Why Rakuten’s mobile experience is set to challenge Japan and the world

Rakuten is a new challenger operator in Japan that launched on April 8, competing with NTT DoCoMo, KDDI’s au and SoftBank. Rakuten has started with aggressive launch pricing, including its Un-Limit plan which offers unlimited data when customers use its own radio network, but a cap of 5GB when roaming in areas where Rakuten has not yet built out its own network and is relying for now on KDDI. 

The company’s CTO, Tareq Amin, has marketed Rakuten’s network technology approach to the mobile industry worldwide. It has focused on building an innovative new network architecture using an unusual mix of vendors. Unlike most existing networks, the company aims to make extensive use of virtualization and containerization throughout its network as well as embrace OpenRAN in its base stations. Rakuten may even become a telecom supplier as well as an operator. Previously, Rakuten was a mobile virtual network operator (MVNO) that exclusively used other operator’s networks in order to offer its customers connectivity. Now, Rakuten is building its own network having acquired wireless spectrum.

For the first time, Opensignal has analyzed the experience of Rakuten’s users across six measures of mobile experience. Rakuten’s delayed launch came too late to feature in our recent Japan Mobile Network Experience report.

Unusually for a new operator, Rakuten’s users experience much faster upload speeds than users on the three established operators. The speed of 12.1 Mbps is 33% faster. This difference allows Rakuten to market its offering as more suited to sharing photos, videos, or for social media to appeal to a younger and more urban audience.

Rakuten’s users see similar Games and Voice App Experience to users on Japan’s three existing mobile networks. Likewise, the time users spend connected to 4G — or 4G Availability — is near identical.

On Video and Download Speed Experience, Rakuten users see a worse experience with download speed 46.9% slower than the average of au, DoCoMo and SoftBank users. On Video Experience, Rakuten users’ score of 66.5 just places the operator in the Very Good category, compared with an average score of 78.3 for the other operators which rates as Excellent.

Initially, Rakuten has focused its initial network on three cities: Tokyo, Nagoya and Osaka. Where its own network is not yet available, Rakuten users roam onto KDDI’s network. Typically, these kinds of arrangements increase costs for an operator which likely explains the lower data limit Rakuten users experience when roaming.

Opensignal’s analysis indicates that nationally, Rakuten users spend more time roaming (54.7%) than on Rakuten’s own network (45.3%). But the difference varies by city. In Nagoya, 95.5% of time is on Rakuten’s network, while in Osaka, Tokyo and Saitama it is over 80%. This is important because users typically have a better mobile experience on their home network and the cost to Rakuten is lower too. 

Both download and upload speeds are more than twice as fast when users connect on Rakuten’s network instead of roaming on KDDI. Rakuten’s “on-net” upload speed of 19.8 Mbps is also more than twice as fast as the average Upload Speed Experience of users on au, NTT DoCoMo and SoftBank.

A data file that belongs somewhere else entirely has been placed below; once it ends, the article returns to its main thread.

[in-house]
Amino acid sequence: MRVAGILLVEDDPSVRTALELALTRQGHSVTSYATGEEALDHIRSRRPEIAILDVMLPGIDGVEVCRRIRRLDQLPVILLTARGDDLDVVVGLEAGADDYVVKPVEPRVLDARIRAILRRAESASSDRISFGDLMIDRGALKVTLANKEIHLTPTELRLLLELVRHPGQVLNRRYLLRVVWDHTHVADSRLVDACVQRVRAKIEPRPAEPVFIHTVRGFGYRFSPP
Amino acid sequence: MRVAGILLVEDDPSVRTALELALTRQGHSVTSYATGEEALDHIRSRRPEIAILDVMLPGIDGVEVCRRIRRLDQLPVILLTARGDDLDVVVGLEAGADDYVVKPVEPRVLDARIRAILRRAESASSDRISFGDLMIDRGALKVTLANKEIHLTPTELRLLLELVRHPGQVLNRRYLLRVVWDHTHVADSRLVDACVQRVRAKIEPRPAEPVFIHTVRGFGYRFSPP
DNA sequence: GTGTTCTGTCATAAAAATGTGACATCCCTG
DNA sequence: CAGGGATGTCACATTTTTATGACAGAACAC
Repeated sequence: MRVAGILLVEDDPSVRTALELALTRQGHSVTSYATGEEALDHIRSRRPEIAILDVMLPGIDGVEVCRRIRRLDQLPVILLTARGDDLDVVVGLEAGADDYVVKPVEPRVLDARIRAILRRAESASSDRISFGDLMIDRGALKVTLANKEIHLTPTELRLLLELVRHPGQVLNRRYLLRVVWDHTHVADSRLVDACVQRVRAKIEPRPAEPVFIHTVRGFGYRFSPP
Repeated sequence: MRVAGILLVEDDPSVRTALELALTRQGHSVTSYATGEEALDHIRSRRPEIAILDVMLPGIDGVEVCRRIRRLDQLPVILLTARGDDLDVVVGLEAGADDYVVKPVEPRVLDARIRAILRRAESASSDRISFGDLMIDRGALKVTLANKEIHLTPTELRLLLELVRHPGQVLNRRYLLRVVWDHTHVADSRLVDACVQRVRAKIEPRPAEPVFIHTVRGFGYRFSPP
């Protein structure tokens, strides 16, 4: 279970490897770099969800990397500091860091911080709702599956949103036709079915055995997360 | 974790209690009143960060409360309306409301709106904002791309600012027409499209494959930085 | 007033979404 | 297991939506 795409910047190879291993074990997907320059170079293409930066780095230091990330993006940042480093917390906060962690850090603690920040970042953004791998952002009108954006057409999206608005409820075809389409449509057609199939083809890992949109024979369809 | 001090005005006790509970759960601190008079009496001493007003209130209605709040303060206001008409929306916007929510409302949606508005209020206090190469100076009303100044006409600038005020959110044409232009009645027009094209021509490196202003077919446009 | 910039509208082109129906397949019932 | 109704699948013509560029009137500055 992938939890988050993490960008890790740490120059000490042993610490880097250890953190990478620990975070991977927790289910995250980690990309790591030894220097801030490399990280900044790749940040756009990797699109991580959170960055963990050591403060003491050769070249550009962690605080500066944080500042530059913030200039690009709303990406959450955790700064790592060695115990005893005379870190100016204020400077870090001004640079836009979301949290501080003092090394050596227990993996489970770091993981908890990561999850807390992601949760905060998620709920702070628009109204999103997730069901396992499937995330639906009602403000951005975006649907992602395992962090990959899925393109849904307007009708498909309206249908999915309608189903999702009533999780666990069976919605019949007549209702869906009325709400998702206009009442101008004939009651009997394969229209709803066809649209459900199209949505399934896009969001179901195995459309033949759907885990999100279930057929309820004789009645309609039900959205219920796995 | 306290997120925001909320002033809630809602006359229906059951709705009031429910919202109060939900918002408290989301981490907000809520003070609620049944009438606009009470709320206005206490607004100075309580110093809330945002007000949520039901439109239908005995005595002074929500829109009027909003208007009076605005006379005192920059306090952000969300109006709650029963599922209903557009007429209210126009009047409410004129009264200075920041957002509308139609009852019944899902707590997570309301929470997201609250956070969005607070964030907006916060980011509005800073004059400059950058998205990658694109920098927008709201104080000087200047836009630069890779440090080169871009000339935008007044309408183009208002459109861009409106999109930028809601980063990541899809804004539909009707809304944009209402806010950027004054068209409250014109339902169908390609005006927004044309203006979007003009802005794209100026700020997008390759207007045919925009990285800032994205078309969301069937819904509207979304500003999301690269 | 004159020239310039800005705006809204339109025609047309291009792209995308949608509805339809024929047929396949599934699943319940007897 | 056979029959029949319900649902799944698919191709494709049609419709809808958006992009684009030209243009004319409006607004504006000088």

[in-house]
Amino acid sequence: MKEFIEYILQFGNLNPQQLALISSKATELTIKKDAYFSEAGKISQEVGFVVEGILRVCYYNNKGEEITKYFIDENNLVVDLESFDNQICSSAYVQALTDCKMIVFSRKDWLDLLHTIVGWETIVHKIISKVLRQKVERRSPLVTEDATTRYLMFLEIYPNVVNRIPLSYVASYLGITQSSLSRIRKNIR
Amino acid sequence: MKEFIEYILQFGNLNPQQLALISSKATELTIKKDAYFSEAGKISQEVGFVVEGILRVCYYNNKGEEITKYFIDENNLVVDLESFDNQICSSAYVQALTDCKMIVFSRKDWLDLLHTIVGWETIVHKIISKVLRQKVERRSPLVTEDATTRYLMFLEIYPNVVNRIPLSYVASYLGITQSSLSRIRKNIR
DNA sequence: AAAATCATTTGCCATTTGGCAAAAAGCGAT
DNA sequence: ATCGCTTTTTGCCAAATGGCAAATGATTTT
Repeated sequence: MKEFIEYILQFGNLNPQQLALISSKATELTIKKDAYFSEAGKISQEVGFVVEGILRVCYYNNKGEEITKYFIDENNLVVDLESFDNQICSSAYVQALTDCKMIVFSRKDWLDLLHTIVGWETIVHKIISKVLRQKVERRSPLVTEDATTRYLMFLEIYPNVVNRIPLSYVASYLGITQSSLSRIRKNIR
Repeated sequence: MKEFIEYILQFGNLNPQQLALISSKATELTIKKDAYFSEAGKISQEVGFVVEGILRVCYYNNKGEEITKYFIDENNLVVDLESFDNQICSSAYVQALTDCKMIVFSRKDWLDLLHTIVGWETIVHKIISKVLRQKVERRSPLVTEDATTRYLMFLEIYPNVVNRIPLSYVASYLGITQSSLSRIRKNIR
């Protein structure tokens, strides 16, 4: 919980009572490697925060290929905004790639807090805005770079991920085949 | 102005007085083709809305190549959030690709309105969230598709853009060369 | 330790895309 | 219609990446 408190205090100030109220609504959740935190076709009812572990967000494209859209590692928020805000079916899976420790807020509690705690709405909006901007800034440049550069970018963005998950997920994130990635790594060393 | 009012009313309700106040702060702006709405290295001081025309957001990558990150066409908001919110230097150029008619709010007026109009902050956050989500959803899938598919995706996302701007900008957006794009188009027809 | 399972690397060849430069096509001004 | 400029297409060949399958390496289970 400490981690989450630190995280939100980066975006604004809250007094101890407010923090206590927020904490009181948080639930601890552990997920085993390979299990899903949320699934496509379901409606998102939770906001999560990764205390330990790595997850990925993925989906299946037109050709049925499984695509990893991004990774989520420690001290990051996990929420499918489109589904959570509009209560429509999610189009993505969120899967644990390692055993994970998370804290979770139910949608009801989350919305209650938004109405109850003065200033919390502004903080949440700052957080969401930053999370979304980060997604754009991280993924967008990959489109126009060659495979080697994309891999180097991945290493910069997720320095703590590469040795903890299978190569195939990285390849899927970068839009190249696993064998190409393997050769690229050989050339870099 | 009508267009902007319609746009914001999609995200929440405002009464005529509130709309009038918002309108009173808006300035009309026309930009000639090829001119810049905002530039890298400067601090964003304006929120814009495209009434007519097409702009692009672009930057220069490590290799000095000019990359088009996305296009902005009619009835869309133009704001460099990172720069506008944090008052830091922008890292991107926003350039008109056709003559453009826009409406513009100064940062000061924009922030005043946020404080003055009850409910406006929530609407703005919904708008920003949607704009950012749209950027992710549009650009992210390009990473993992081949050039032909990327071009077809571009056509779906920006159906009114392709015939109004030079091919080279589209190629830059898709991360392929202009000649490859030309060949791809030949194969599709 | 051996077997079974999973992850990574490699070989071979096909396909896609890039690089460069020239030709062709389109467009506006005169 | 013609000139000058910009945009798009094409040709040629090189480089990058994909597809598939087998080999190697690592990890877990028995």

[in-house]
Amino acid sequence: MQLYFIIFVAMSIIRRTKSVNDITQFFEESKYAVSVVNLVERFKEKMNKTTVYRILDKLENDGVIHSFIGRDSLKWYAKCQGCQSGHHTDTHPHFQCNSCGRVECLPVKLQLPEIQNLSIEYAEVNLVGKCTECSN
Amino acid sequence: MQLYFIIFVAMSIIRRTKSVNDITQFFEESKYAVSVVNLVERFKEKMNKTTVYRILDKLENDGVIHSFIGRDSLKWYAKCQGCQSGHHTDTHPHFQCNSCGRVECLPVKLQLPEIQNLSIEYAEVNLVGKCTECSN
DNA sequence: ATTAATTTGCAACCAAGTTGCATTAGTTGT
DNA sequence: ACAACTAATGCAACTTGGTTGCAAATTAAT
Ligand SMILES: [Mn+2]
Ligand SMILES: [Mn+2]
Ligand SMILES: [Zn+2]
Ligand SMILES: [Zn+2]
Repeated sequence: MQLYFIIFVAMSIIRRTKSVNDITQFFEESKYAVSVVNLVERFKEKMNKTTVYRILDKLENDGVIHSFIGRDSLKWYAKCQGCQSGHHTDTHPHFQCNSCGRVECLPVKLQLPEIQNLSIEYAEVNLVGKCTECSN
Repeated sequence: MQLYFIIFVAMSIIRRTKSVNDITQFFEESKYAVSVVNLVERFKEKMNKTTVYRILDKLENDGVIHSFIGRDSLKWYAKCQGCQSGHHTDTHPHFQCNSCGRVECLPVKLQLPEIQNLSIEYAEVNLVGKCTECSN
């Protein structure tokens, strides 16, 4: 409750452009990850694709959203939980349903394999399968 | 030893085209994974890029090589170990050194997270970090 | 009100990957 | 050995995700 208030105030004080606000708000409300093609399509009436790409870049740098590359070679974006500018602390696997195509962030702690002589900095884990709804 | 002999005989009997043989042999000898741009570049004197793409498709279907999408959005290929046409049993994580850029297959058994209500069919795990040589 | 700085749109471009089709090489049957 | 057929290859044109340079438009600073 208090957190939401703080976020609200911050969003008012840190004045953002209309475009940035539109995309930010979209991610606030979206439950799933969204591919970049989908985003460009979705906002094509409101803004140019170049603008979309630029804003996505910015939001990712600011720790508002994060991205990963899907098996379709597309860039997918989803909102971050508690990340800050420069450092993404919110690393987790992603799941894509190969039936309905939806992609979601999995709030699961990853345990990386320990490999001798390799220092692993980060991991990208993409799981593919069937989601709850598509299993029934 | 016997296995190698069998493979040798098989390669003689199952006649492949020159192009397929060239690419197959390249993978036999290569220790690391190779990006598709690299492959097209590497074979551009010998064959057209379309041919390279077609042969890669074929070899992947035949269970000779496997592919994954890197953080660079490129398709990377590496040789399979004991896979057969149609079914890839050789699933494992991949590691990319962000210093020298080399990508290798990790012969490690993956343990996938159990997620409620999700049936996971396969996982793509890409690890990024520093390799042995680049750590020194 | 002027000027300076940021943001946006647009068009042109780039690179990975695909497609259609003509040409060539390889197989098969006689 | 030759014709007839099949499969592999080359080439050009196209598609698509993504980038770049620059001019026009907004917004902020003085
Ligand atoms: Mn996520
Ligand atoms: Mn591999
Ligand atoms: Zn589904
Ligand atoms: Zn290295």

Strikingly, when Rakuten users are using Rakuten’s network the Download Speed Experience is much closer to users’ experience on the established networks. From an overall average download speed of 24.8 Mbps, Rakuten’s users speeds jump to 35.3 Mbps when exclusively using its own network.

These high speeds indicate the potential of Rakuten’s network to enable a tremendous mobile network experience even at this early stage. Once Rakuten resolves teething problems and expands the reach of its network to more of Japan, Rakuten’s mobile experience will be even more competitive with Japan’s current market leaders.

However, Opensignal can also see the impact of Rakuten’s commercial launch on the experience of its existing users. Before April 8, Rakuten ran a trial service with a few tens of thousands of users. Since the launch, as more customers have become subscribers, we can see the average experience has declined for download and upload speeds as well as for video, although Games Experience has remained consistent. This is normal for a new network because more users mean more usage, more network data traffic, and greater strain on network infrastructure.

At the moment it is too early to see if Rakuten’s network experience is better than its rivals. Or, to see with certainty how well the company’s new network technology design will cope with more customers and rising data traffic. Plus, Rakuten is still to launch 5G. A major driver for Rakuten’s technology choices was to enable 5G-specific services and here Rakuten’s network approach could prove superior to its established rivals.

For now, Rakuten users see a slower download speed than the existing operators, and a slightly worse Video Experience, while Games and Voice App Experience are similar. Rakuten users have a faster Upload Speed Experience overall. While when users connect on Rakuten’s own network both upload speeds and download speeds are much faster than when roaming on their partner network.

The real test of all of Rakuten’s consumer marketing and industry hype is to see what real-world mobile network experience Rakuten offers now and in the future.